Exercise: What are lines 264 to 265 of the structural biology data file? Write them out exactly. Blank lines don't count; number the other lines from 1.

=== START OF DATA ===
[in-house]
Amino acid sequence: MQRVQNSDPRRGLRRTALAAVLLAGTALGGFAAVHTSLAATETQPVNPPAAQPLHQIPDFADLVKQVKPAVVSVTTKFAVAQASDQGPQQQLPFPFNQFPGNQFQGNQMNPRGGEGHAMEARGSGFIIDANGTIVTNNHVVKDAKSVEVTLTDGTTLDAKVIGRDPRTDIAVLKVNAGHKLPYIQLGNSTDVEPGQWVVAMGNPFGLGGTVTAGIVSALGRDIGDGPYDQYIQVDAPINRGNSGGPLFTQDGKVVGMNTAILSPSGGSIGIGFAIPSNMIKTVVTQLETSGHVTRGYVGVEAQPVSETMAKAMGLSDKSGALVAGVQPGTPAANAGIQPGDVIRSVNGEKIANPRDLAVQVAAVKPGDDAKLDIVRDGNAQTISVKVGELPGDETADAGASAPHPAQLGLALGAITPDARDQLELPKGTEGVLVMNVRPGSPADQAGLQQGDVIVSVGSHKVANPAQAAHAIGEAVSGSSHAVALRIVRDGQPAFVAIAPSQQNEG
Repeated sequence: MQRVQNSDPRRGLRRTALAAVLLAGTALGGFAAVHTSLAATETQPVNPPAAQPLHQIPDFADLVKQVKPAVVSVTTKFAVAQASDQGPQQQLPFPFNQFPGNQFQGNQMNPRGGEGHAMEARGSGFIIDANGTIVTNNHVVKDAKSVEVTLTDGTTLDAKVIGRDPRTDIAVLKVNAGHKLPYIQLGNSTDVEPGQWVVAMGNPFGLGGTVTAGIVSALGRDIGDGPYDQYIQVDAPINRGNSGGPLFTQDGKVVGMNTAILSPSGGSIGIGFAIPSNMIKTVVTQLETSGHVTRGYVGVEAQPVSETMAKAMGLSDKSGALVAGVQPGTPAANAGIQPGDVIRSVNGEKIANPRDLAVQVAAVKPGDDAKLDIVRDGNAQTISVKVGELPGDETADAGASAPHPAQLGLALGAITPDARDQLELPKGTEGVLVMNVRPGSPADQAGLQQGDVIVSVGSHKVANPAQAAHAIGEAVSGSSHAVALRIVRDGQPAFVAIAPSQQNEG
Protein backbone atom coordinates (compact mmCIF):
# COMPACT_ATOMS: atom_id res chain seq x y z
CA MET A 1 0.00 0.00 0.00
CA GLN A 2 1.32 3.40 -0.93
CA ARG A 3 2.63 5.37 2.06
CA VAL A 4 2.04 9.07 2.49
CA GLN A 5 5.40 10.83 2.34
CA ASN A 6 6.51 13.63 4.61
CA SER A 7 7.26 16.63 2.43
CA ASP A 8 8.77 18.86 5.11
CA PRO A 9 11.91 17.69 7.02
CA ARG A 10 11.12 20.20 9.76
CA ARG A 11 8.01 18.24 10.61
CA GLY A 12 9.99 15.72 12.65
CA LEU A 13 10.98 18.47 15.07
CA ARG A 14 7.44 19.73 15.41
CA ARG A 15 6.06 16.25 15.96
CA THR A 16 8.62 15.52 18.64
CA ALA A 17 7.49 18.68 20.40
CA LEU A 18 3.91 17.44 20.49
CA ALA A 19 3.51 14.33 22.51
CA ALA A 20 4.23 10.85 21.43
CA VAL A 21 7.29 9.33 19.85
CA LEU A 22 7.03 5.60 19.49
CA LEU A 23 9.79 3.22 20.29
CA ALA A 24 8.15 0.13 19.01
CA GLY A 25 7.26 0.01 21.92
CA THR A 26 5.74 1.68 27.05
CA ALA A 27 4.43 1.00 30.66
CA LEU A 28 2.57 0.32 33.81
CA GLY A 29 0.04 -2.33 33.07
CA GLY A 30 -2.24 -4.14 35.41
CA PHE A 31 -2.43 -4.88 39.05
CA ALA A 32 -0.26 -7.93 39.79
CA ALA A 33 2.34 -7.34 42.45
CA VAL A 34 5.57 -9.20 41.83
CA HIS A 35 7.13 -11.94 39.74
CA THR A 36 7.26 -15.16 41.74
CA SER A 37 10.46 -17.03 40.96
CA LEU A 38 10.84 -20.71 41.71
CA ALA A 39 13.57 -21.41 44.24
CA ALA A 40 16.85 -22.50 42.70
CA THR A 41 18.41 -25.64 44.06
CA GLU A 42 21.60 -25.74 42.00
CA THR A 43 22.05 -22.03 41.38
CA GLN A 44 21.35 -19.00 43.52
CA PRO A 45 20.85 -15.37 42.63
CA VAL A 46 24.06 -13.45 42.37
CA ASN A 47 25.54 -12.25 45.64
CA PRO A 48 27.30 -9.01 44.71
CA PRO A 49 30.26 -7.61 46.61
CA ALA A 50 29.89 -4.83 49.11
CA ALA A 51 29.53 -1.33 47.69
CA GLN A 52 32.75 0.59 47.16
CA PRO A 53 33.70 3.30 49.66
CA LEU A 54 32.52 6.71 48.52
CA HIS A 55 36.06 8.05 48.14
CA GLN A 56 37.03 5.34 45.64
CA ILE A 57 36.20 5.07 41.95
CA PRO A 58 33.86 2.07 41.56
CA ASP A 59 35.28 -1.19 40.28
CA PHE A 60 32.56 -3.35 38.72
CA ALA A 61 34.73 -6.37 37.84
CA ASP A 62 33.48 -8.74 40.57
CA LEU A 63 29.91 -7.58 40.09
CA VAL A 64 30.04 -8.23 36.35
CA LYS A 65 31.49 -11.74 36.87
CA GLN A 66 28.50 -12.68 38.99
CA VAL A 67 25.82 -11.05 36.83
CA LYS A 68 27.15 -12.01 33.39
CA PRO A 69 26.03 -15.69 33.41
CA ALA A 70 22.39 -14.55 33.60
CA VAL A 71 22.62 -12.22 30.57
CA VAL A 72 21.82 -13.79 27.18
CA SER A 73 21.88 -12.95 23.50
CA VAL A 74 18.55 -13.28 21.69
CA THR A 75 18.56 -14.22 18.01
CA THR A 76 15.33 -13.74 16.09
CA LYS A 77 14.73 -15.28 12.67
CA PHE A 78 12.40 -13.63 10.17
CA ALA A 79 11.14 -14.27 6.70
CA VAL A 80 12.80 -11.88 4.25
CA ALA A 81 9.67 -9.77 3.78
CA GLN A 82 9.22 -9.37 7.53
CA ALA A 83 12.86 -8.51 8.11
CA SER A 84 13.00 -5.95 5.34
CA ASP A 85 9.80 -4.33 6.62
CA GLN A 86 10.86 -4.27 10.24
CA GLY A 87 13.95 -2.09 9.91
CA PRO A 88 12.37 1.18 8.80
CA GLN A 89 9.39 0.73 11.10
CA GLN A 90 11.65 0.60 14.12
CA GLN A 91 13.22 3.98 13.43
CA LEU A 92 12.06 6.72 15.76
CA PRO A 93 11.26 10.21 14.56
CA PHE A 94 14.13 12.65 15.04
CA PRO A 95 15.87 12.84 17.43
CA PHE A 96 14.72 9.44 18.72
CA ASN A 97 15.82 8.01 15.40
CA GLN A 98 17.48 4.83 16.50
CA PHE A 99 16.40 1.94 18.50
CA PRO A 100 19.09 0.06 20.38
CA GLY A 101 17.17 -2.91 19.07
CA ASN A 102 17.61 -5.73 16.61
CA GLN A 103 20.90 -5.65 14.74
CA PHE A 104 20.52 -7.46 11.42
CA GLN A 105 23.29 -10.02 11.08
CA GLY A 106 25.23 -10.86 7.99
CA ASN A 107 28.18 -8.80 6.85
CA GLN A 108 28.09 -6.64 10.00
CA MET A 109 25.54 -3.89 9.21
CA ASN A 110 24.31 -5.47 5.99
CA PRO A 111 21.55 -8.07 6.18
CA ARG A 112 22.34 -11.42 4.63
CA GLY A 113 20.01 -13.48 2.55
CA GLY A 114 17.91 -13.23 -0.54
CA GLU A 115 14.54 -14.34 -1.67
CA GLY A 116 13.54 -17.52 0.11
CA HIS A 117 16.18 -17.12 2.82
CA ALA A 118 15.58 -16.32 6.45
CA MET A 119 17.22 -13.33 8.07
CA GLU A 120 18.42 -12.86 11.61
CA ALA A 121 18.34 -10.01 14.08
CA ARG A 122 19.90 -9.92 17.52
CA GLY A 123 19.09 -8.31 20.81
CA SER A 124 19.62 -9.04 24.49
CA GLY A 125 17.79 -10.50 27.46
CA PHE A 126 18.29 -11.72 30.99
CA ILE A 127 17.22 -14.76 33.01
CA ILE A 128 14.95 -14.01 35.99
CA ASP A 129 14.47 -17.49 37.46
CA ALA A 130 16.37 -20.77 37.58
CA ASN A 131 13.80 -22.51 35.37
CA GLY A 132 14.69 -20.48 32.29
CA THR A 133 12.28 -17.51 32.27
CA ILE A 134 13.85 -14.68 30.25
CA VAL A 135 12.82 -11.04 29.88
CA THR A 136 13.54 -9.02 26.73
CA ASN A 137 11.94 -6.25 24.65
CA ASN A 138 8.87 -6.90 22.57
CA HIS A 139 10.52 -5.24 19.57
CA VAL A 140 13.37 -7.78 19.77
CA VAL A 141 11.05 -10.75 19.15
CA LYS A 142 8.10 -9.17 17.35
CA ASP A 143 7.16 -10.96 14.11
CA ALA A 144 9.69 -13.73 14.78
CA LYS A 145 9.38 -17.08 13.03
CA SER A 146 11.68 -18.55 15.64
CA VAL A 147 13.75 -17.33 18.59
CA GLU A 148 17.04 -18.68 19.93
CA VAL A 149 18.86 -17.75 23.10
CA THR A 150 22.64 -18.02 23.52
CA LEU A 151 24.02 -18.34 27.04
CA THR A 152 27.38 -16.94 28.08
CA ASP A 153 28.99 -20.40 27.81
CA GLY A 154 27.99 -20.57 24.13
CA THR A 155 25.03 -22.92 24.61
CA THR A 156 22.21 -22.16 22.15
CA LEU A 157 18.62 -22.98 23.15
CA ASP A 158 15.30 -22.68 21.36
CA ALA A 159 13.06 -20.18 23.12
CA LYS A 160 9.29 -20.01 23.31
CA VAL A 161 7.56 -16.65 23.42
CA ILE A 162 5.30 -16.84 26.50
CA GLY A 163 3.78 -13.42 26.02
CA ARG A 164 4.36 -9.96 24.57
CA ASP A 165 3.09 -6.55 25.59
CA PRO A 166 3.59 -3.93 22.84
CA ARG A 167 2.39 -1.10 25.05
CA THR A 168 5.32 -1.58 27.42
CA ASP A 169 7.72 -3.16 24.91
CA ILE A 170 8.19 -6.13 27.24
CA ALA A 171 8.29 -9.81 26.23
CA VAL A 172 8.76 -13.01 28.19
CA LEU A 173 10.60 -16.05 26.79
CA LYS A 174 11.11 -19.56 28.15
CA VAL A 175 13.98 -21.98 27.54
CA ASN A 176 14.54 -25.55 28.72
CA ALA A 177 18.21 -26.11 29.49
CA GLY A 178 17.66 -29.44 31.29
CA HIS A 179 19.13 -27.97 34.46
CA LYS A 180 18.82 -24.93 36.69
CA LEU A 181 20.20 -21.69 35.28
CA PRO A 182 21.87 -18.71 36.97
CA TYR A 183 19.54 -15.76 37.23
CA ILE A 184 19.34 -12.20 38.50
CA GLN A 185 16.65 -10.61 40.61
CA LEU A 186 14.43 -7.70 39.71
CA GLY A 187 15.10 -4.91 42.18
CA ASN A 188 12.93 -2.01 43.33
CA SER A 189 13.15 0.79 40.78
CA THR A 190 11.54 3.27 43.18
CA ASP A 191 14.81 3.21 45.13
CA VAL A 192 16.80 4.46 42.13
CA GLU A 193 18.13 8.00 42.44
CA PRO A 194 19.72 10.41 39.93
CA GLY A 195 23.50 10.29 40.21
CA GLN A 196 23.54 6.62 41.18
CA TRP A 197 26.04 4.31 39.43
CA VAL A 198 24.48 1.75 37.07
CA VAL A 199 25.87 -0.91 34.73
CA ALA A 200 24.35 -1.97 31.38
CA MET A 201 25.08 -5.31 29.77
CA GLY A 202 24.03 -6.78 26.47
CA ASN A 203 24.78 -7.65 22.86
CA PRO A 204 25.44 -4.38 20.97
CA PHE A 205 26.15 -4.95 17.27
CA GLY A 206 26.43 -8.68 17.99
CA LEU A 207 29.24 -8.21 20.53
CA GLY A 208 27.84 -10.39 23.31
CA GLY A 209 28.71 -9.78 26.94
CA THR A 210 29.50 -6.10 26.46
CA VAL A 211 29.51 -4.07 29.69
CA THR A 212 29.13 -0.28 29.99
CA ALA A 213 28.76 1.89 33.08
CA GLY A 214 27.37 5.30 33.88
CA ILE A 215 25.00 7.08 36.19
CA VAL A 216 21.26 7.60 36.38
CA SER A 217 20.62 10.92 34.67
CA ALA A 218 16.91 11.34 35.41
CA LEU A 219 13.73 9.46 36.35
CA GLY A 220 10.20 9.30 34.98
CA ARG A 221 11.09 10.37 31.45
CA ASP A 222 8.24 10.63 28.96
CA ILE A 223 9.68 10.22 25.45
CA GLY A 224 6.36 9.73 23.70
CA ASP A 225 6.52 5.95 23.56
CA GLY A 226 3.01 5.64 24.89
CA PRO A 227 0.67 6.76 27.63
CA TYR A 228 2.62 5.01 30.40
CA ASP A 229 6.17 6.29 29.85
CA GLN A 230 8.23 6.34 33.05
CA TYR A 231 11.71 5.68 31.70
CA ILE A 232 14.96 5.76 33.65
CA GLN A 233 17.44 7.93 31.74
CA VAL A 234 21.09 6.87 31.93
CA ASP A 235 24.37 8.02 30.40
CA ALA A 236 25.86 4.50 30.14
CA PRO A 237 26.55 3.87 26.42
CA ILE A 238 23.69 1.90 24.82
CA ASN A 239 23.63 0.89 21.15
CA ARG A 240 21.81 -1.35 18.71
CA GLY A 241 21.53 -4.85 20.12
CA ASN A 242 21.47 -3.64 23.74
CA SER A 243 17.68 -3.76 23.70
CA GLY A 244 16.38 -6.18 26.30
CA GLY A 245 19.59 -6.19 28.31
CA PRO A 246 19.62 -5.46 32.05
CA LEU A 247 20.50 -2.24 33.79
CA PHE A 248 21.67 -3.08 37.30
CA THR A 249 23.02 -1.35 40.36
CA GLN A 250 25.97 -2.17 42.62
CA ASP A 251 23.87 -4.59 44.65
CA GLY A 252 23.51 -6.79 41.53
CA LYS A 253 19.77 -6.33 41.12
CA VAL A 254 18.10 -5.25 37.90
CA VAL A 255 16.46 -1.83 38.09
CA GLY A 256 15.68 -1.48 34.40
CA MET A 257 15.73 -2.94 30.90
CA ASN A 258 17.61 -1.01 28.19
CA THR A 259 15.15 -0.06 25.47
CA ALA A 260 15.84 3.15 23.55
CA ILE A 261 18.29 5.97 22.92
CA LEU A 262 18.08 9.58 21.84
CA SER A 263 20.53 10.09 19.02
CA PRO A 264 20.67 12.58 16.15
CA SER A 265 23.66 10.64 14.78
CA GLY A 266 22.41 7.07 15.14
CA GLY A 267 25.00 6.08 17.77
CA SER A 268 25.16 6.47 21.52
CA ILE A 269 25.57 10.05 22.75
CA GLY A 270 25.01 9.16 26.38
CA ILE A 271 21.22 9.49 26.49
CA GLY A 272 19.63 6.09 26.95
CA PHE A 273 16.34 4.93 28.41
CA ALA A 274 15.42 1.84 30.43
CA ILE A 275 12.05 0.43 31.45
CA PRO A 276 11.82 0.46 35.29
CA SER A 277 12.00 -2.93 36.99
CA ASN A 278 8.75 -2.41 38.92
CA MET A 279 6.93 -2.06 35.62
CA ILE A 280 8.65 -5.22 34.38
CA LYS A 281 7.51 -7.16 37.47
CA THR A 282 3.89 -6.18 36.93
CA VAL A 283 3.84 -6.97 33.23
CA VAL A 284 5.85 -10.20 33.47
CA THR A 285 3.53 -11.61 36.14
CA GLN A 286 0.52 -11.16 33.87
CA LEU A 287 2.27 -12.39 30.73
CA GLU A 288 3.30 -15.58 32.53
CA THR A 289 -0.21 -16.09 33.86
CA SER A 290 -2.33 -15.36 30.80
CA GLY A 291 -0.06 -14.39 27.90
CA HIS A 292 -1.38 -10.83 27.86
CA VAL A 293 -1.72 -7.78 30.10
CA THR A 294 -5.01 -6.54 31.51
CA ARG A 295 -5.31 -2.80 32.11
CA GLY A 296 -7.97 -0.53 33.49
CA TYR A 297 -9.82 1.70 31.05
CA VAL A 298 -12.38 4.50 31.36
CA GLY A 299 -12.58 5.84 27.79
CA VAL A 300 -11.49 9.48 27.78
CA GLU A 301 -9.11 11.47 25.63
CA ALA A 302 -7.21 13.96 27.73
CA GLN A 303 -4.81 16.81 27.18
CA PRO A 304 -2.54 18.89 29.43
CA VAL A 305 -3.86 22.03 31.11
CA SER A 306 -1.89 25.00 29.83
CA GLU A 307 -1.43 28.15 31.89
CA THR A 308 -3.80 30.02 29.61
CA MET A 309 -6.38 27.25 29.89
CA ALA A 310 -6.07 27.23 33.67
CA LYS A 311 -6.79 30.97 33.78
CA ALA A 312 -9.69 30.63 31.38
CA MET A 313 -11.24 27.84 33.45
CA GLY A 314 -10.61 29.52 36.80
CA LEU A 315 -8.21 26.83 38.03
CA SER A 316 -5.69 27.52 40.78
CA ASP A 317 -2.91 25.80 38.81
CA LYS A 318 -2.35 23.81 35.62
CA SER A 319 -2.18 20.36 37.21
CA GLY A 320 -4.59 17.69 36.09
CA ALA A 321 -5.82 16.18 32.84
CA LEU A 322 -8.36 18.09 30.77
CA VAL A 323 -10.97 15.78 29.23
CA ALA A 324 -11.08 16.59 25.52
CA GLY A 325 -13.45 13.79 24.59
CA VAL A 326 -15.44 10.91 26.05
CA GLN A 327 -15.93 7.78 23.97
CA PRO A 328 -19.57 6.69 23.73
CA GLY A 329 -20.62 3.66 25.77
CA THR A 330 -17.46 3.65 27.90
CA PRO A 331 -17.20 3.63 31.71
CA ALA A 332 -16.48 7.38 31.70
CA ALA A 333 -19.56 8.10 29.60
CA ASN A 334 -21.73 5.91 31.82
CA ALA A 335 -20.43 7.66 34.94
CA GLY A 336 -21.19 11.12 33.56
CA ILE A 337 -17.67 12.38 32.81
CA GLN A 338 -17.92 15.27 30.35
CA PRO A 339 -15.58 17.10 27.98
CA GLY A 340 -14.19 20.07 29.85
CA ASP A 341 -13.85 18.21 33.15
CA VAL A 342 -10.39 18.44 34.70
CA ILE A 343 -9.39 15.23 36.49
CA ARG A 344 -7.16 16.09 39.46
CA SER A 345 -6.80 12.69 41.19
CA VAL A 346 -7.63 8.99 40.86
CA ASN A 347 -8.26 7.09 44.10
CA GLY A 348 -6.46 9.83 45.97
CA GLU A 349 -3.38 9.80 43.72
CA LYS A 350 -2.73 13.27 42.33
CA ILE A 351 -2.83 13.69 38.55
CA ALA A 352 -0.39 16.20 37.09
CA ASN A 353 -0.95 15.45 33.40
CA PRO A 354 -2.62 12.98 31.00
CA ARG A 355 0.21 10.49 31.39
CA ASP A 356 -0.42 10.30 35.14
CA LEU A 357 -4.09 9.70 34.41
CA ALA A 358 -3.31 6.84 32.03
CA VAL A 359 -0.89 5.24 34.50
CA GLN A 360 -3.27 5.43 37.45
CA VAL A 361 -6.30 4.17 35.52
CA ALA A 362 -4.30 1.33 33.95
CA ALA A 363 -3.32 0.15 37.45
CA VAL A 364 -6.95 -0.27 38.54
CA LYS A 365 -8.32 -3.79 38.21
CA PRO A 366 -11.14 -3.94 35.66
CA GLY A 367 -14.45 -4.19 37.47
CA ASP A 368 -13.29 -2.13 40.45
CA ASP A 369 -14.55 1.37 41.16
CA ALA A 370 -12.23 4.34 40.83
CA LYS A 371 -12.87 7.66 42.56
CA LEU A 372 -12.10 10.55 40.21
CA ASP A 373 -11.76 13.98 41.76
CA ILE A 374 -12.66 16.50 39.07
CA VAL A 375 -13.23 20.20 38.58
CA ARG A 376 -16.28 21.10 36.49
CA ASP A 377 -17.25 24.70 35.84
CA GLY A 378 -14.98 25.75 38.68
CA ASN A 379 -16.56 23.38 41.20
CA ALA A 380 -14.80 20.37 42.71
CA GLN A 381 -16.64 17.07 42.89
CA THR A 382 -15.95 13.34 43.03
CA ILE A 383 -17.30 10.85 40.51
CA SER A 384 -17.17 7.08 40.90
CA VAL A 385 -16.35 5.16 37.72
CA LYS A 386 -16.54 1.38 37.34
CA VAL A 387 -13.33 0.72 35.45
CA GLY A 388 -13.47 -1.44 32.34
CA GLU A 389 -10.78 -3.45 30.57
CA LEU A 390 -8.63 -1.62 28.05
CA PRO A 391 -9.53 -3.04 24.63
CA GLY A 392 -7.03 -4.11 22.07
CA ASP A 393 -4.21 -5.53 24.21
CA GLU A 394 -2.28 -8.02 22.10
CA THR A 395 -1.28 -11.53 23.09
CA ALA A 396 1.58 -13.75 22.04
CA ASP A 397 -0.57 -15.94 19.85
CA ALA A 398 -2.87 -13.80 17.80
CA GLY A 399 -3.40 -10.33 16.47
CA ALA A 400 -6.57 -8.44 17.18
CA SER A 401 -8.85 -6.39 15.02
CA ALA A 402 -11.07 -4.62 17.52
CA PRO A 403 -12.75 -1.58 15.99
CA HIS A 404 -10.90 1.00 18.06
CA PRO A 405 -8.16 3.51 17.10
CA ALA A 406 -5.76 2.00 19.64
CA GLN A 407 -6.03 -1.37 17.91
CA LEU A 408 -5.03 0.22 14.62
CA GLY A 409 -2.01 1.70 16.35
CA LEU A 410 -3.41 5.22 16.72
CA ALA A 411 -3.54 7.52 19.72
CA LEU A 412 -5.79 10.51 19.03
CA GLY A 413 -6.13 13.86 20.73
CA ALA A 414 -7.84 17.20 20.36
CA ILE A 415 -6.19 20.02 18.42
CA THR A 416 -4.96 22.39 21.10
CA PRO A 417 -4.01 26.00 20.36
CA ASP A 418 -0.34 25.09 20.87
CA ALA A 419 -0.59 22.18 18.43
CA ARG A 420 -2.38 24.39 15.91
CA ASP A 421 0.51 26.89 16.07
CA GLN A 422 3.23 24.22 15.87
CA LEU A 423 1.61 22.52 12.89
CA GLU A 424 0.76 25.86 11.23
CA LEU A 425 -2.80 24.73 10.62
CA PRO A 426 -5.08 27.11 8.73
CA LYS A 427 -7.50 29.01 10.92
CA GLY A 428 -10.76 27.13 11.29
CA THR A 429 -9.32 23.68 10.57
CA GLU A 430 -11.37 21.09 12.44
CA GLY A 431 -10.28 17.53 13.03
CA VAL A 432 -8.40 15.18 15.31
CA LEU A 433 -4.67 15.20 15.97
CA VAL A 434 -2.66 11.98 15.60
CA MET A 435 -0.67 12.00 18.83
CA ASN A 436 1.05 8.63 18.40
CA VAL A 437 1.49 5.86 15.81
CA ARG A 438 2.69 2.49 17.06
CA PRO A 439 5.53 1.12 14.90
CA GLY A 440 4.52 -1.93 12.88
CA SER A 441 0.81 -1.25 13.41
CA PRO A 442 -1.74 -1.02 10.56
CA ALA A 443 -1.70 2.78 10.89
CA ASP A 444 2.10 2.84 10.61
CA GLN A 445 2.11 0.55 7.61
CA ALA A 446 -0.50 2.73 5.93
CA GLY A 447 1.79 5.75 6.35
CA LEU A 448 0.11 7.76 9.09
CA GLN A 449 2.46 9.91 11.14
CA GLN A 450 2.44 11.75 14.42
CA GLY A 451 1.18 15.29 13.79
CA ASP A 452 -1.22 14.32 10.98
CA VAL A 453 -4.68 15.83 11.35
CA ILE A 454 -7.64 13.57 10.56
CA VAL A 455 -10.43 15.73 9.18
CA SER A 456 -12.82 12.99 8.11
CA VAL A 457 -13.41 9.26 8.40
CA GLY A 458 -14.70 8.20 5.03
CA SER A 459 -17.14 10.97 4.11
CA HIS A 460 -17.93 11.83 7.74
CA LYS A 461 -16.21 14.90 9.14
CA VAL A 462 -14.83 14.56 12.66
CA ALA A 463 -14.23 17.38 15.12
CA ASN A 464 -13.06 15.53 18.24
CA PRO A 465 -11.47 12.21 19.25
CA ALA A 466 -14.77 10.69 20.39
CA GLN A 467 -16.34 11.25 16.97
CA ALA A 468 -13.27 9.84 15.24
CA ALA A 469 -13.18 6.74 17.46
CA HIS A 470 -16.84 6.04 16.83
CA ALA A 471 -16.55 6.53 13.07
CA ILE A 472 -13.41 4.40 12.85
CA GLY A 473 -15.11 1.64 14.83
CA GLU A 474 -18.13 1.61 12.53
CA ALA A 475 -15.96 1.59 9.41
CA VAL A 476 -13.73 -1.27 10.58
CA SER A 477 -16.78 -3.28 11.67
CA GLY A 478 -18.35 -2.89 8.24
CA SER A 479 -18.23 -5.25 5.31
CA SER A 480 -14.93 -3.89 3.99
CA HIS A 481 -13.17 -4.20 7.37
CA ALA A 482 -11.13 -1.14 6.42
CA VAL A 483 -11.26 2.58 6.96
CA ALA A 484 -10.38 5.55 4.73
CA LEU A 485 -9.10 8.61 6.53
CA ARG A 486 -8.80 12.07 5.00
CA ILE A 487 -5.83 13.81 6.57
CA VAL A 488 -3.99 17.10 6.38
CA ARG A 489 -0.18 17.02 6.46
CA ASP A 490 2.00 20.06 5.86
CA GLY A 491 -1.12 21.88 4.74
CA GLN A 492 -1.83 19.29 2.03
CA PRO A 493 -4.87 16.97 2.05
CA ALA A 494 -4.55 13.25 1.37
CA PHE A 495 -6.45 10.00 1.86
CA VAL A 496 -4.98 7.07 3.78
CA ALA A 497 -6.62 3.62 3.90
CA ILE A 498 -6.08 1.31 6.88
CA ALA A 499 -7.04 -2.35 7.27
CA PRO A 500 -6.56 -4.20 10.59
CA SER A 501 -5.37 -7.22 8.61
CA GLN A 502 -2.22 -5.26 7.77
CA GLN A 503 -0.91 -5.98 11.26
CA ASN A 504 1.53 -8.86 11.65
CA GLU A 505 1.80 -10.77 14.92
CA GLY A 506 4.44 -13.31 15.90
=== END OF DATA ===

CA THR A 259 15.15 -0.06 25.47
CA ALA A 260 15.84 3.15 23.55